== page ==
Financing, credit, moneylending and charging of interest. a Christian-ethical and pastoral perspective
Financing of human activity through borrowing from third parties is widespread in the Western world, and such financing may give rise to several questions of moral and ethical character. The type of financing activity, or banking, which has become commonplace, will include lending for commercial enterprises, for specific or general business purposes, for private consumption or mortgaging, for issuance of derivative and/or speculative financial products, for support of financial equities and currency trading, as well as lending and borrowing among public agencies and governments, to mention but the most typical situations. Moneylending will in its contemporary Western usage be expected to involve charging of interest, and will as well be subjected to increasing governmental regulation. Despite increased regulatory interest from governmental agencies, the ethical underpinnings of such banking activity are somewhat unclear, and not uniform among the involved actors. Christian thinkers have been divided as to what moral norms should apply, and traditionally, the matter has been discussed mostly in connection with the level of interest charged by the lender to the borrower. In this dissertation, the practice of moneylending is illuminated from different angles. These include questions regarding the moral defensibility of lending and borrowing, the taking and posting of collateral, third party guarantees, the level of interest that may be charged, the nature of money as social technology, and the place of banking within societal contexts. Through this elaboration, Christian-ethical and pastoral principles are developed, all under the Reformed paradigm, and examples of how such principles harmonise with banking practice are given. A new banking systematic is proposed, whereby banking is given a constructive and participatory societal place, in concert with sound Christian-ethical and pastoral principles. This new banking paradigm is named Pastoral Banking Practice (PBP), to focus its Christian-ethical and pastoral foundations and constructive base ethos. A recommendation to banking practitioners as to the operation of the PBP in real life setting is given in general terms.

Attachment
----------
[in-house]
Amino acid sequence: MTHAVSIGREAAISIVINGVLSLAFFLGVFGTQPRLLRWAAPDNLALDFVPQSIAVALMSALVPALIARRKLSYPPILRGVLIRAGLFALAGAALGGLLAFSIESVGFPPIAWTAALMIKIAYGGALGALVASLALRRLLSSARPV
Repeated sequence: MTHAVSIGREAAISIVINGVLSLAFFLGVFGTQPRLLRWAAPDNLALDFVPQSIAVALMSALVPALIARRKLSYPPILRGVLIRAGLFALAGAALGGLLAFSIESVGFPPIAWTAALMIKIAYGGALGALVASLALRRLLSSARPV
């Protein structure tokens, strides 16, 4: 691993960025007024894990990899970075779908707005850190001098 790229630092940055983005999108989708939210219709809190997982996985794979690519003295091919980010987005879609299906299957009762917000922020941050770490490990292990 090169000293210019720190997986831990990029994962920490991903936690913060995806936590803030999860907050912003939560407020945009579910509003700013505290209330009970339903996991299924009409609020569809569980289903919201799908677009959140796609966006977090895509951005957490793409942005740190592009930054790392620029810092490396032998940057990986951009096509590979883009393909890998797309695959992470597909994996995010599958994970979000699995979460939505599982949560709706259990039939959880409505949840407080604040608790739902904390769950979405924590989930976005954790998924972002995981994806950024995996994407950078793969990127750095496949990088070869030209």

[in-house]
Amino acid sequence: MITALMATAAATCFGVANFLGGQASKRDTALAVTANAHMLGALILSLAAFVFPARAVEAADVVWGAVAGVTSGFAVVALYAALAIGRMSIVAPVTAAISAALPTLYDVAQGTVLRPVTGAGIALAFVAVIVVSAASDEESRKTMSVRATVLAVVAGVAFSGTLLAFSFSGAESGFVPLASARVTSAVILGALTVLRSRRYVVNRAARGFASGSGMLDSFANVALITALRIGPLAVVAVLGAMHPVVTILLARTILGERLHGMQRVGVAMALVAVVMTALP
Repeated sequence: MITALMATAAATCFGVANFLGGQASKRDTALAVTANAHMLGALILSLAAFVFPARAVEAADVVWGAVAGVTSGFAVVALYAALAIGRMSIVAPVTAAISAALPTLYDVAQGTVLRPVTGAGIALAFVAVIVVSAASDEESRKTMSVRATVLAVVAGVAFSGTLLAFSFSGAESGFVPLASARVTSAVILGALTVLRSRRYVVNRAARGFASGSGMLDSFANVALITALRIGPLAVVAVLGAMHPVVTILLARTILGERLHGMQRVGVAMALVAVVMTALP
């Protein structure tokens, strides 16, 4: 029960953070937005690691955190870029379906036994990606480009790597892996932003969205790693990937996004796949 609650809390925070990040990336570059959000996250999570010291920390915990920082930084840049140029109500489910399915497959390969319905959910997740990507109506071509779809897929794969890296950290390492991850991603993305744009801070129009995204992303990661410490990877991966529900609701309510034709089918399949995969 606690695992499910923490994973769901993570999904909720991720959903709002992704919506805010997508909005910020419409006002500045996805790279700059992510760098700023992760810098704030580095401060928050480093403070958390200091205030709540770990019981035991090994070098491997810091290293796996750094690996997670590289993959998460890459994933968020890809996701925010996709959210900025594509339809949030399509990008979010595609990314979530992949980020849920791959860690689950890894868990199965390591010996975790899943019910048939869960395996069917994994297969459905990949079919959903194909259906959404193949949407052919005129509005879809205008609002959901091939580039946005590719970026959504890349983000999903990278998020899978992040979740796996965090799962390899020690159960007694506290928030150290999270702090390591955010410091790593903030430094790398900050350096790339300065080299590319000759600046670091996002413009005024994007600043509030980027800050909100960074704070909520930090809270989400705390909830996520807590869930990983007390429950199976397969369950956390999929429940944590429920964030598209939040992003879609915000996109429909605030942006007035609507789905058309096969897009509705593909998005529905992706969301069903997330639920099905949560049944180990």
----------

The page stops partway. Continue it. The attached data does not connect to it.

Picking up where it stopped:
- Theology